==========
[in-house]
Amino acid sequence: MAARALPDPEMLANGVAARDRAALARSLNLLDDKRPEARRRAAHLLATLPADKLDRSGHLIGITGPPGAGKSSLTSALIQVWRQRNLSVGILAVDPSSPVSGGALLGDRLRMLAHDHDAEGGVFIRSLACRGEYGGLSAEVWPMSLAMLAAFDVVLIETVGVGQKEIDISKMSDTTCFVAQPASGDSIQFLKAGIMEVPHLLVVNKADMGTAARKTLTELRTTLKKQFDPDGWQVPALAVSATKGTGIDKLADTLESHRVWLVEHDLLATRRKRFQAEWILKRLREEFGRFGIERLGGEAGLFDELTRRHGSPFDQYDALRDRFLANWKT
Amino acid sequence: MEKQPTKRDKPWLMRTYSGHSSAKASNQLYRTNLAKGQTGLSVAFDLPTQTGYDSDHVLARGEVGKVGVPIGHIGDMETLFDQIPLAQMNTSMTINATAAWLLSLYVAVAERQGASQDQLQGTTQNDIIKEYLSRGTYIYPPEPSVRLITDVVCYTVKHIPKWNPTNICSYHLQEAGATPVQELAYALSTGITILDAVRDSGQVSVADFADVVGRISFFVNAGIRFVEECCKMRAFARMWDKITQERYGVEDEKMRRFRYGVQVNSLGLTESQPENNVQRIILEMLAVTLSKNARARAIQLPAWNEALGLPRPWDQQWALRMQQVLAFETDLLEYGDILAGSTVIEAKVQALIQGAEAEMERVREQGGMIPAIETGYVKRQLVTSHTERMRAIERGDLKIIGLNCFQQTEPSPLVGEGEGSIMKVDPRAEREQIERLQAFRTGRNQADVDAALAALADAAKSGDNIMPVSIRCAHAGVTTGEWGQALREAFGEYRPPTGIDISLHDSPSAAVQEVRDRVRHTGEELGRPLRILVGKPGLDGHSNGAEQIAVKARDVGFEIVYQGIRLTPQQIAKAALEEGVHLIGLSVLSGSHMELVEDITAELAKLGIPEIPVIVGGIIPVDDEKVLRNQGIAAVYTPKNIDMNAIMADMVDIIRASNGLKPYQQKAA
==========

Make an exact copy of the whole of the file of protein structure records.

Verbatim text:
[in-house]
Amino acid sequence: MAARALPDPEMLANGVAARDRAALARSLNLLDDKRPEARRRAAHLLATLPADKLDRSGHLIGITGPPGAGKSSLTSALIQVWRQRNLSVGILAVDPSSPVSGGALLGDRLRMLAHDHDAEGGVFIRSLACRGEYGGLSAEVWPMSLAMLAAFDVVLIETVGVGQKEIDISKMSDTTCFVAQPASGDSIQFLKAGIMEVPHLLVVNKADMGTAARKTLTELRTTLKKQFDPDGWQVPALAVSATKGTGIDKLADTLESHRVWLVEHDLLATRRKRFQAEWILKRLREEFGRFGIERLGGEAGLFDELTRRHGSPFDQYDALRDRFLANWKT
Amino acid sequence: MEKQPTKRDKPWLMRTYSGHSSAKASNQLYRTNLAKGQTGLSVAFDLPTQTGYDSDHVLARGEVGKVGVPIGHIGDMETLFDQIPLAQMNTSMTINATAAWLLSLYVAVAERQGASQDQLQGTTQNDIIKEYLSRGTYIYPPEPSVRLITDVVCYTVKHIPKWNPTNICSYHLQEAGATPVQELAYALSTGITILDAVRDSGQVSVADFADVVGRISFFVNAGIRFVEECCKMRAFARMWDKITQERYGVEDEKMRRFRYGVQVNSLGLTESQPENNVQRIILEMLAVTLSKNARARAIQLPAWNEALGLPRPWDQQWALRMQQVLAFETDLLEYGDILAGSTVIEAKVQALIQGAEAEMERVREQGGMIPAIETGYVKRQLVTSHTERMRAIERGDLKIIGLNCFQQTEPSPLVGEGEGSIMKVDPRAEREQIERLQAFRTGRNQADVDAALAALADAAKSGDNIMPVSIRCAHAGVTTGEWGQALREAFGEYRPPTGIDISLHDSPSAAVQEVRDRVRHTGEELGRPLRILVGKPGLDGHSNGAEQIAVKARDVGFEIVYQGIRLTPQQIAKAALEEGVHLIGLSVLSGSHMELVEDITAELAKLGIPEIPVIVGGIIPVDDEKVLRNQGIAAVYTPKNIDMNAIMADMVDIIRASNGLKPYQQKAA